Work from Home

Only a short time ago households would go their merry way every morning, reuniting at the end of each day with tales of their varied experiences.

Oh, how times have changed!

More and more of us are now working from home, joined by spouse, partner, kids, roommate, parents and/or pets. And if you’re on your own – we see you too!

Here’s some things you can do to stay productive and positive amidst the upheaval caused by the coronavirus crisis.

Designate a dedicated workspace

If you don’t already have a dedicated home workspace, designate an area in the home where you can work and try to stick to the same space every day. If possible, make it a table and chair with a stable seat rather than a bed, couch or floor. This will give you the best chance of setting up a safe digital workstation. (Tips for setting up well at home.)

Having a dedicated workspace will give you the best chance of staying organized, so that you know where everything is each morning and you can begin your workday with a minimum of confusion.

A dedicated workspace also helps train the brain to recognize “if I’m sitting here, I’m working.” This can help keep the checking of #catsinquarantine to a healthy minimum.

Set a daily schedule for everyone in the home

It’s difficult to carve out good chunks of work time if everyone in the home is doing different things at different times.

So, it’s important that all house occupants agree on a daily schedule in advance. Adhering to work/study times, mealtimes and play/rest times will avoid all-day buffets, late-night Zoom meetings, and play time with no one to play with.

Start each day with something positive

Rather than jumping straight into work or social media feeds, start your day with something that will give your well being a boost. Research shows that a regular meditation practice can decrease stress, depression, anxiety, pain and insomnia – useful benefits during these worrying times. And you only need to sit for 10 minutes (or less!) to start noticing the results.

If meditation isn’t your thing, you might start your day with an inspirational TED Talk, call someone you love, make pancakes, blast ‘Let It Go’ from the movie Frozen, or go for a walk outside. Start your day with something that’s going to make you smile; there’s always time for worry later.

Move, move and move again

It’s important to keep moving even when you need to stay close to home. Movement is good for your body, but it’s also good for your brain. You can keep both well with a brisk walk each day, a game of catch, or even doing some chores around the home.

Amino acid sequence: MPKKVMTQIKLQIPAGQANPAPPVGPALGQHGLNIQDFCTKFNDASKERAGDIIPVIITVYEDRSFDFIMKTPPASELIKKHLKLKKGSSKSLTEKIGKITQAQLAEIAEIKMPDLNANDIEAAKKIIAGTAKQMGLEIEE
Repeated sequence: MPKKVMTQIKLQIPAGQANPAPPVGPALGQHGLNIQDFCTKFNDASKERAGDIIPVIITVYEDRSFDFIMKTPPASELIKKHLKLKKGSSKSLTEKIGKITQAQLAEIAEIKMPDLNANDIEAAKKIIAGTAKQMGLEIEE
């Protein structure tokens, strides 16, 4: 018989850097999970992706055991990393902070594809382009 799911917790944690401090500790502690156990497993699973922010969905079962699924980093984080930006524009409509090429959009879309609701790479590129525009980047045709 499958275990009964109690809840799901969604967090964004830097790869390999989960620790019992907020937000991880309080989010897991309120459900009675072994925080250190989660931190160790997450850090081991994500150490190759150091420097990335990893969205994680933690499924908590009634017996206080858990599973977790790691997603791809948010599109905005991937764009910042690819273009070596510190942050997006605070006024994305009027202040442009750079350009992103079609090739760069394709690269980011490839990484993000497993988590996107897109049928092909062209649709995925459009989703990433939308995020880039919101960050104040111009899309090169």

Moving while working from home is also important to help prevent aches and pains that can arise from using workstations that aren’t set up optimally.

Make time for downtime

When you’re working from home, it’s especially difficult to enforce a hard stop to the workday. Yet the research shows that this is exactly what the brain needs to be productive. Once you’ve set your workday schedule, try to stick to it as much as possible.

Bear in mind that ways of working are now significantly different for many of us. For example, back-to-back Zoom meetings require a different kind of energy and attention than in-person meetings. So, it’s important to give your body and brain a break in between each conference call, including some movement and time away from screens of any kind.

Choose your news time

Choose a specific time of day when you will look at the news and then avoid checking it at other times.

While it’s tempting to watch the news constantly when times are uncertain, it can contribute to feelings of helplessness and anxiety which will have a knock-on effect on how you interact with those around you. And if you’re home with your kids right now, they’ll likely pick up on your worry and start worrying too.

If possible, don’t make your ‘news time’ the last thing you do before you go to bed. Better to go to sleep with something positive on your mind like three things you’re grateful for.

Practice gratitude

Even in troubling times, we all have things to be grateful for. Developing a regular practice of expressing gratitude has positive effects for your body, your mind and your relationships, according to one of the world’s leading gratitude scientists.

Before each meal or before you go to sleep at night, develop a practice of bringing to mind a few things for which you can say ‘thanks’.

Stay virtually close to your community

Just because we can’t be physically near each other, doesn’t mean we have to stop socializing. With so many digital tools at our fingertips, it’s easier than ever to check in with your community.

Studies show that practicing acts of kindness doesn’t only help other people. According to the research, being kind releases hormones that boost mood and well being in the giver too. In these difficult times, check in with family, friends, neighbors and coworkers to see if there’s anything you can do to help or simply to ask how they’re doing.

Know that you’re not alone

Feelings of isolation are common right now. Don’t be shy about letting others know when you’re struggling. You may find that they’re having a similar experience and they’re relieved to have someone to share their concerns with.